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Discover who you are, what you love and how to get started with Rosanna Tomiuk, former professional athlete turned high performance coach.
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If you’re going to university…just to go to university…

I would consider this:

“A report from the Association of Graduate Recruiters in the UK noted 3.4 percent fewer college-level job openings were available in 2003 than in the previous year. An average of forty-two people applied for each of these jobs, as opposed to thirty-seven the year before, meaning that the scramble for good jobs is becoming more frantic, even with a high-level education. China, which boasts the world’s fastest-growing economy, has seen huge numbers of college graduates (some estimates have it at 30 percent of the more than three million who graduate annually) going unemployed.”

“The plain fact is that a college degree is not worth a fraction of what it once was. A degree was once a passport to a good job. Now, at best, it’s a visa. It only gives you provisional residence in the job market. This is not because the standards of college degrees are lower than they used to be. That’s very hard to judge. It’s mainly because so many more people have them now. In the industrial period, most people did manual and blue-collar work, and only a minority actually went to college. Those who did found that their degrees were like Willy Wonka’s golden ticket. Now, with so many people graduating college, four-year degrees are more like the shiny paper in which they wrap the chocolate bars.”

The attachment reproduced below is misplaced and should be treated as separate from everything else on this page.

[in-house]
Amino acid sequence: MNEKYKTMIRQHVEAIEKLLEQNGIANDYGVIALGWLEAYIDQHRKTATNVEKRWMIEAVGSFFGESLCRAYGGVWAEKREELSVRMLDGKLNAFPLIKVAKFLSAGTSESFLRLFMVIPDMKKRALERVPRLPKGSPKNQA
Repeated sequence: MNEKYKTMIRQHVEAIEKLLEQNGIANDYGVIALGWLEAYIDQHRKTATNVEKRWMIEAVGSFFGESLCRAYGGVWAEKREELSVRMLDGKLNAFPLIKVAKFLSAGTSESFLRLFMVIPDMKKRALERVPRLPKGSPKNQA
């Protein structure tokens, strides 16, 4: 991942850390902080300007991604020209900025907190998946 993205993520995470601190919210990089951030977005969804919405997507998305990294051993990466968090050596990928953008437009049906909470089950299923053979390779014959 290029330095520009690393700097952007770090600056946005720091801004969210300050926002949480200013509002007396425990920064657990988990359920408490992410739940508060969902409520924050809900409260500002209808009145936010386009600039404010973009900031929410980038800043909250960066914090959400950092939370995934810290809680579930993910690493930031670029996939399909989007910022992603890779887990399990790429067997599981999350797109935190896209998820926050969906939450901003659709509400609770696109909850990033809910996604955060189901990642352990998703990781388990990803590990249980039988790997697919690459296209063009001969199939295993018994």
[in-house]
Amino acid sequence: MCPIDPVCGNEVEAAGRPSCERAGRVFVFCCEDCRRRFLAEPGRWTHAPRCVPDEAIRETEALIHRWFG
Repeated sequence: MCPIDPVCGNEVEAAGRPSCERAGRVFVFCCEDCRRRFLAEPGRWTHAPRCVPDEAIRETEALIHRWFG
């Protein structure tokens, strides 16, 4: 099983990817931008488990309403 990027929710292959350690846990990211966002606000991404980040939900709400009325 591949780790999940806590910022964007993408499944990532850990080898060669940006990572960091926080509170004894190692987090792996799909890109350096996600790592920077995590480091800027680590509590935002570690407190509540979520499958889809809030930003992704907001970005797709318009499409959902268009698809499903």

“Some estimates suggest that more people will be graduating from higher education in the next thirty years than the total number since the beginning of history.”

“According to the Organisation for Economic Co-operation and Development (OECD), in the decade from 1995 to 2005, the graduation rates of the countries with the most powerful economies grew 12 percent. More than 80 percent of young Australians graduate from college now, while nearly the same percentage of Norwegians do. More than 60 percent of American students get college degrees. In China, more than 17 percent of college-age students go to college, and this percentage is increasing rapidly. Not long ago, it was closer to 4 percent.”

Going through the motions is not enough to land a career and life you’ll enjoy.

You’ll have to consider what makes you unique, set apart, indispensable.

Because there’s something, there’s something really special about you, and your college degree will likely not be the tell-tale sign.


*Excerpts from Sir Ken Robinson’s, The Element

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